Why do so many people hate winter?

It turns out that indigenous Arctic groups, and men are more tolerant of cold weather (and me… I am too).

So as you contemplate the cold weather outside and wonder: oh god, oh god why me, read about exactly why here!

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The Best April Fool’s Joke

I am rarely aware of what the date is. Along with struggling to remember which is “right” and “left” this is one of my most basic flaws.

So I’m almost never aware when it’s April Fool’s Day, and when I read the tweet from Richard Lenski:

I was fooled. I’ll admit it. But then I read the post, and realized, while hilarious, he was kidding.

See follow up post for confirmation. 30-years, 70,000 generations and we’re just scratching the surface.

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Watching a new species evolve

Biologist who study experimental evolution will tell you that they get to see species evolve all the time. However, for the first time, scientists have been able to see the evolution of a completely new species, in the wild, in real-time. And it’s not something rapidly evolving like bacteria.

It’s a new species of Darwin’s finch, endemic to a small island in the Galápagos, Daphne Major. And it evolved in just two generations.

Read about this awesome study, and gather fodder for that argument that “evolution isn’t true” that you might be having over your Thanksgiving weekend, here!

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Africa’s next top animal intelligence model

Spotted hyenas are found in just about every habitat in sub-Saharan Africa including human-disturbed areas and fully urbanized ones (i.e., cities) (Yirga Abay, Bauer, Gebrihiwot, & Deckers, 2010). While most large carnivores in Africa are decreasing in number, spotted hyenas are thriving. One reason for this inconsistency may be their high degree of behavioral flexibility; they’re dietary generalists eating everything and anything from termites to elephants (Holekamp & Dloniak, 2010).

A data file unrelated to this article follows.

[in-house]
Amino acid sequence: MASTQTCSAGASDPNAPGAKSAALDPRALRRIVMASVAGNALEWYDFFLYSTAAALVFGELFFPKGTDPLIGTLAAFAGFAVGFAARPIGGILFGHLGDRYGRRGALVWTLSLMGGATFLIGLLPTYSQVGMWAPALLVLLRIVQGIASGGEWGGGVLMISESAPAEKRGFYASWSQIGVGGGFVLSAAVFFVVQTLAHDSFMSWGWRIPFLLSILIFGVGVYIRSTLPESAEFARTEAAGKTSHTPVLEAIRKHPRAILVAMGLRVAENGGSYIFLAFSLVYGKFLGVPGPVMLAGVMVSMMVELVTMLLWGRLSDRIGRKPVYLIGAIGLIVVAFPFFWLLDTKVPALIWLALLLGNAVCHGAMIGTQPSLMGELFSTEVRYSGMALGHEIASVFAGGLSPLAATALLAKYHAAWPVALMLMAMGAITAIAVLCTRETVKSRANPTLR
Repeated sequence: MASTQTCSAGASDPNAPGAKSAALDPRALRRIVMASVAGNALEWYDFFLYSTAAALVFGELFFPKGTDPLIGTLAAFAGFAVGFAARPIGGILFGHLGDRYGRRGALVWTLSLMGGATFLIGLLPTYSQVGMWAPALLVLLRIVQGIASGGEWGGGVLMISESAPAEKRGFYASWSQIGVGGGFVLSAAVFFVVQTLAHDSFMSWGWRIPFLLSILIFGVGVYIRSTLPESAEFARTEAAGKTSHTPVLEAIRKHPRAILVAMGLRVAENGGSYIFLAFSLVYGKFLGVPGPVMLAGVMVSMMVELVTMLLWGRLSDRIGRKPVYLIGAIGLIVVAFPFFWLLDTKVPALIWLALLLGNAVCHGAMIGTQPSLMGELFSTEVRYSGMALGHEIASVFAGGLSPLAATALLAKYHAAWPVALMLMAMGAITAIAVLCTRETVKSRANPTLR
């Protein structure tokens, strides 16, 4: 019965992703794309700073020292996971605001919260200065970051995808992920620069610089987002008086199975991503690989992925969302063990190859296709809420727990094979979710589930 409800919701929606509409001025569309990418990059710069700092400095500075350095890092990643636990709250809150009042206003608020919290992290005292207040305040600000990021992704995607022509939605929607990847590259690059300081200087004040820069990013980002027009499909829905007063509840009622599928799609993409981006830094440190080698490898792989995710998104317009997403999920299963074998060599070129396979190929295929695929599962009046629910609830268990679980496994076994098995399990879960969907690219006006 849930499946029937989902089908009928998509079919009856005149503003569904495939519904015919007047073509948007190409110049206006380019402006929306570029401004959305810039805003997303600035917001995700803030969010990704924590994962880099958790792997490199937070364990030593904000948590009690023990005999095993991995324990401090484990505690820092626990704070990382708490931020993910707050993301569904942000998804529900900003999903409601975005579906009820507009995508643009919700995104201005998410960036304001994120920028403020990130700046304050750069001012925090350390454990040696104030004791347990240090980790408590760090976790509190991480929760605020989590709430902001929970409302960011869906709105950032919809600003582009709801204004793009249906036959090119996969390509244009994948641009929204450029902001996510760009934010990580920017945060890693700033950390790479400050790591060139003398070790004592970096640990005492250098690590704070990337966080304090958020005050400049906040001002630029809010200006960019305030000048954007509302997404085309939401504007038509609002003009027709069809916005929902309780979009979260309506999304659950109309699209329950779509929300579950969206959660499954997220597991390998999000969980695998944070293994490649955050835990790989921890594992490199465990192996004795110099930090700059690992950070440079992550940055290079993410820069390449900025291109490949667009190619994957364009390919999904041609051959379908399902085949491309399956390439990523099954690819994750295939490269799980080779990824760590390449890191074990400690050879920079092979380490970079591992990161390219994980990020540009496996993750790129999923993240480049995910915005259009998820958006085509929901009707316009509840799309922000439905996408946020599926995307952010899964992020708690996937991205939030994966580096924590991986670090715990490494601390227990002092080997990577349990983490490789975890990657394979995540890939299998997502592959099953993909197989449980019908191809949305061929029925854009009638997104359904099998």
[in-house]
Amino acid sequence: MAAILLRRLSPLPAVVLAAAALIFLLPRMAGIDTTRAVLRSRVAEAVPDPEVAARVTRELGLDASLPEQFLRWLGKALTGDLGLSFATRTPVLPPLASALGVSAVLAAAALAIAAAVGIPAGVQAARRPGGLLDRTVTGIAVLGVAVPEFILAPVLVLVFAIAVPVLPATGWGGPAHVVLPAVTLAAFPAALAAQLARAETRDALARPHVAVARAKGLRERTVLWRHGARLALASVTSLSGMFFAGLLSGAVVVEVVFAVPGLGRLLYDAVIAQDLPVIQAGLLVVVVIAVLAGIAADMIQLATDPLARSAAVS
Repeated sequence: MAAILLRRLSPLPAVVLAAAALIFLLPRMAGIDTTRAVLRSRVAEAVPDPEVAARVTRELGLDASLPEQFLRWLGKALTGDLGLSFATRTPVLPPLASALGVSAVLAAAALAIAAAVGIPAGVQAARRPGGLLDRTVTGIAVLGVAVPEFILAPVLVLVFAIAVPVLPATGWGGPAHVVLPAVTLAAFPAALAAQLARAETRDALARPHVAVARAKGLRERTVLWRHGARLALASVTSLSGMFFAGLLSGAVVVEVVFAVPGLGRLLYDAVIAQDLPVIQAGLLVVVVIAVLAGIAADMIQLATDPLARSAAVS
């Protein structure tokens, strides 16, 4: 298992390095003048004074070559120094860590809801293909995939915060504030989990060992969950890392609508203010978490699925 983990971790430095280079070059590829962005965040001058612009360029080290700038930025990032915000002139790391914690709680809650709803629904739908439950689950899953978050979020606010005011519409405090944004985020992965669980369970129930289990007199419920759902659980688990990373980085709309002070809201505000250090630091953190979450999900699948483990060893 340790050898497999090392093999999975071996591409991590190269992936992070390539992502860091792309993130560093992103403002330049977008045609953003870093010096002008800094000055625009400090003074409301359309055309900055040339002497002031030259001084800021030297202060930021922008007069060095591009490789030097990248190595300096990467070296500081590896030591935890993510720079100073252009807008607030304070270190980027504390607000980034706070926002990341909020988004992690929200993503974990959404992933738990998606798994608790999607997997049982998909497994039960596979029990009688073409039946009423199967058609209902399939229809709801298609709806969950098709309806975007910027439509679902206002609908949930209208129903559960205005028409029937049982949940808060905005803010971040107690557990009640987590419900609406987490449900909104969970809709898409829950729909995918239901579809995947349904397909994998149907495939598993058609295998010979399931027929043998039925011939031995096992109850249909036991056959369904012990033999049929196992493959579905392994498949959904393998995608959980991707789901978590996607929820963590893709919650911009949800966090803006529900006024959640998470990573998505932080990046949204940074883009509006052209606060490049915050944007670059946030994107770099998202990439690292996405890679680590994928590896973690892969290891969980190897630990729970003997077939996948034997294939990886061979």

Want to know more? Read about it here.

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Breeding a better bee

One problem with honey bees is that we move them around so much. Specifically half of the bees in the US go to California during a critical 22 day period to pollinate the almond orchards.

This means that most bees are best adapted to survive in the California, which means that the PNW bees don’t really thrive in their colder than optimal environment.

Well one bee keeper is taking it upon himself to stop honey production and focus on making queens that are best suited for the Washington and PNW environment! Read about it here.

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Fear the Octopus

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Octopus are not aliens, but they can be vicious. Combine that with an incredible intelligence, and we should all be worried that cephalopods populations are increasing world wide.

As coral reefs are dying, cephalopods are booming (likely not a causative correlation). And not just octopus, but also cuttlefish, and 35 other species of genera, spanning all major ocean regions.

Why are they expanding in number? It’s unclear, but read about possible reasons over at Gizmodo.

I, for one, would like to extend a welcome to our new cephalopod overlords.

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Seeing Red

Intense breeding since the 1300s has bread canaries of all colors of the rainbow. But until 1920, one color, red, remained elusive.

After crossing the canaries with the red siskin of Venezuela (and careful mating over subsequent generations, they managed to move the gene for “red” into the canaries! The canary is the first animal that was purposely genetically modified by moving genes from another species into it.

And finding the gene that caused this color shift proved equally difficult. Until now.

Read about it over at the Atlantic!

Close-up of a Red canary, Serinus canaria

Close-up of a Red canary, Serinus canaria